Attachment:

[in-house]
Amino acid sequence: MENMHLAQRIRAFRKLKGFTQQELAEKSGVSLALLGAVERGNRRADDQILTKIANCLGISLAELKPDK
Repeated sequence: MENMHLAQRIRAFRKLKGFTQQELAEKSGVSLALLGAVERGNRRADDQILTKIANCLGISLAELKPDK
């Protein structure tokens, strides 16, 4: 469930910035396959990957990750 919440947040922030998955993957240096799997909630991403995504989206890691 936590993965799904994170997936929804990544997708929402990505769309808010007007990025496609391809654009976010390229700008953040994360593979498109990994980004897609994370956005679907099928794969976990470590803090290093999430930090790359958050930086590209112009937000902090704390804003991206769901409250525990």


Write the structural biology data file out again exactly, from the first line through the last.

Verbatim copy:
[in-house]
Amino acid sequence: MENMHLAQRIRAFRKLKGFTQQELAEKSGVSLALLGAVERGNRRADDQILTKIANCLGISLAELKPDK
Repeated sequence: MENMHLAQRIRAFRKLKGFTQQELAEKSGVSLALLGAVERGNRRADDQILTKIANCLGISLAELKPDK
């Protein structure tokens, strides 16, 4: 469930910035396959990957990750 919440947040922030998955993957240096799997909630991403995504989206890691 936590993965799904994170997936929804990544997708929402990505769309808010007007990025496609391809654009976010390229700008953040994360593979498109990994980004897609994370956005679907099928794969976990470590803090290093999430930090790359958050930086590209112009937000902090704390804003991206769901409250525990």